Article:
Two-thirds of California voters say Feinstein no longer fit for office: Poll
More than two-thirds of Californians surveyed said they believe Sen. Dianne Feinstein (D) is no longer fit to serve and view her "current health situation as increasingly problematic," according to a new poll by the UC Berkeley Institute of Governmental Studies that was co-sponsored by the Los Angeles Times.
- Earlier this year, Feinstein announced that she would not seek re-election in 2024.
- She also bowed out of leadership roles in recent years, including the Senate Judiciary Committee chair and Senate president pro tempore.
- Even before her announcement, several California Democrats announced their campaigns for Senate, including Reps. Katie Porter and Adam Schiff.
By the numbers: Though she returned to Congress to work a "lighter schedule" earlier this month, 52% of polled Democrats said Feinstein should resign to allow California Gov. Gavin Newsom (D) to appoint a replacement to serve out the remainder of her term, which ends in January 2025.
- A plurality (42%) of all registered voters said they agreed with that scenario, though they did not say who they believe should replace Feinstein.
- No clear leader emerged when likely voters were asked about their preferences in next year’s March primary election to fill Feinstein’s seat.
- Among Democratic voters, 27% supported Porter, 22% supported Schiff and 15% said they would vote for Rep. Barbara Lee (D-Calif.)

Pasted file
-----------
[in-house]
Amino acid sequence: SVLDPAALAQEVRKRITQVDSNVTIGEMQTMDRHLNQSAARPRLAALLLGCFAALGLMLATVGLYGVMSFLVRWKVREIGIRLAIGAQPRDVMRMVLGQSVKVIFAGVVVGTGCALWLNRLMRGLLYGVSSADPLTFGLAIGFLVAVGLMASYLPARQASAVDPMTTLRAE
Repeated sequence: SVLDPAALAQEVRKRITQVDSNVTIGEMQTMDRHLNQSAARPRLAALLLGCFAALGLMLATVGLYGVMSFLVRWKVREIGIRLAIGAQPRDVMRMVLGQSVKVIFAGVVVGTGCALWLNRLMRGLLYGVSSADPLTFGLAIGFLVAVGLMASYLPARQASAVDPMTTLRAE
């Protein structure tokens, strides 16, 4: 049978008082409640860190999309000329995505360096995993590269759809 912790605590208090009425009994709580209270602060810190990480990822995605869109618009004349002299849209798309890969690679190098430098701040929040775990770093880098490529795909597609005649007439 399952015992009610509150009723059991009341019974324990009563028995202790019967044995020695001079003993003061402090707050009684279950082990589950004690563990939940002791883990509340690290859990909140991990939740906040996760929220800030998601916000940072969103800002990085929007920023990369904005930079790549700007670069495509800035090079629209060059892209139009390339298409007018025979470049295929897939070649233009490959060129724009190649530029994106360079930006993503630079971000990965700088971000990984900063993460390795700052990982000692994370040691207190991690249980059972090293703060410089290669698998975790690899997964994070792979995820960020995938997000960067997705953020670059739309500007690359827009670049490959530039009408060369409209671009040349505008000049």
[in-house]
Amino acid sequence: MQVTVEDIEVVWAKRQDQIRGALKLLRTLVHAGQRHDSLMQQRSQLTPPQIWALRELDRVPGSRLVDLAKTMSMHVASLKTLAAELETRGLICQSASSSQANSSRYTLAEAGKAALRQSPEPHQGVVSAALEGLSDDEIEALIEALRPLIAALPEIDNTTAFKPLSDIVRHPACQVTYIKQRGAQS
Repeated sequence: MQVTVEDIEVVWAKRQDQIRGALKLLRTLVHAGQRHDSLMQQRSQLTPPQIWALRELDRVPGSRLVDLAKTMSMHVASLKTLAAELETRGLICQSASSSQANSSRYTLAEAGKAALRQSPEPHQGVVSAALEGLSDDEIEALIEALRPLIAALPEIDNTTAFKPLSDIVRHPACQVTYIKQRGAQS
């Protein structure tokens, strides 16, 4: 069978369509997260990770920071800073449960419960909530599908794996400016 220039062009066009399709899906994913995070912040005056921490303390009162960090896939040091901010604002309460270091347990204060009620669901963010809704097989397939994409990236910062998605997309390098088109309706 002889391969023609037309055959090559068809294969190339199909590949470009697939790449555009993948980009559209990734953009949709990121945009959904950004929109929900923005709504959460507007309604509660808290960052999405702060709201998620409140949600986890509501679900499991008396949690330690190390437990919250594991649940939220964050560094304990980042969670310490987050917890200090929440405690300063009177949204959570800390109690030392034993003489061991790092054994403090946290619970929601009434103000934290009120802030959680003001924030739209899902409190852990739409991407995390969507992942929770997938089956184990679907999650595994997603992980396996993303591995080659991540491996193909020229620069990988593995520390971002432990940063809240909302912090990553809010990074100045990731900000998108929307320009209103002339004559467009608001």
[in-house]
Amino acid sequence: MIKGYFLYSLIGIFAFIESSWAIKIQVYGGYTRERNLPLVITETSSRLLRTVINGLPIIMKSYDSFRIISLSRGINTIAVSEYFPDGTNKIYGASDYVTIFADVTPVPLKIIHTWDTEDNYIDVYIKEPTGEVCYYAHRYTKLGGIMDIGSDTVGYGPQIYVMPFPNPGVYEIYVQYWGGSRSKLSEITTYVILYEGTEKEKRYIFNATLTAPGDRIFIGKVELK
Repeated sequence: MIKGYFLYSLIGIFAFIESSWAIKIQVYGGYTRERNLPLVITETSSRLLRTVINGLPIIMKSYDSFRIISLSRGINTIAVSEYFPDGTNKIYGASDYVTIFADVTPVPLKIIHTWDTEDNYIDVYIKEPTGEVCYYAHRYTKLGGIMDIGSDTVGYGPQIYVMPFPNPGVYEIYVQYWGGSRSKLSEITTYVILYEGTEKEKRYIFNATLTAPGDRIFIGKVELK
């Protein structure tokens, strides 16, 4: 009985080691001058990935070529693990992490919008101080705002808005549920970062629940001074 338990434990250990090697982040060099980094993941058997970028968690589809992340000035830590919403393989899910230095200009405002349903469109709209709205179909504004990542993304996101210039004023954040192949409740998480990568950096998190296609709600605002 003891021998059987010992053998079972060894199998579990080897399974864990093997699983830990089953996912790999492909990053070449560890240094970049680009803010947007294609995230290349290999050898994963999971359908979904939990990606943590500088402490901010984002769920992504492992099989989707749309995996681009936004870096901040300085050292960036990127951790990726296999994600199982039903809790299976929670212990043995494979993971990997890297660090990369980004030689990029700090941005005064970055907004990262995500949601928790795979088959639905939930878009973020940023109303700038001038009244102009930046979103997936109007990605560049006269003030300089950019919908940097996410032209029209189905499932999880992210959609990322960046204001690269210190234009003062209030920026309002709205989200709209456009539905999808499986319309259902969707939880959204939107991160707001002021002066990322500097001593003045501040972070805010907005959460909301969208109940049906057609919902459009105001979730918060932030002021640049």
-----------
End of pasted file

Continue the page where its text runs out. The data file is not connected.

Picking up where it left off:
- "Strongly liberal" voters were more likely to say they support Porter and Lee, while "moderate" voters were more likely to back Schiff.
- Among Republicans, 49% said they would support attorney Eric Early — the only major Republican to have entered the race so far — 19% said they'd support someone else and 30% said they were undecided.
The big picture: Newsome has previously said he would nominate a Black woman for Feinstein's seat should she resign.
- Currently, Rep. Lee is the only Black woman to have entered the Senate race.
- Since her return, Feinstein's staff and Capitol security have taken unprecedented measures to shield the senator from the press, the LA Times and Politico report.
Methodology: Between May 17 and 22, 2023, this survey polled 7,465 California registered voters, of whom 5,236 were considered likely to vote in the March 2024 primary election. Its estimated margin of error for all registered voters was +/-2 percentage points, while its estimated margin of error for likely voters was +/-2.5 percentage points.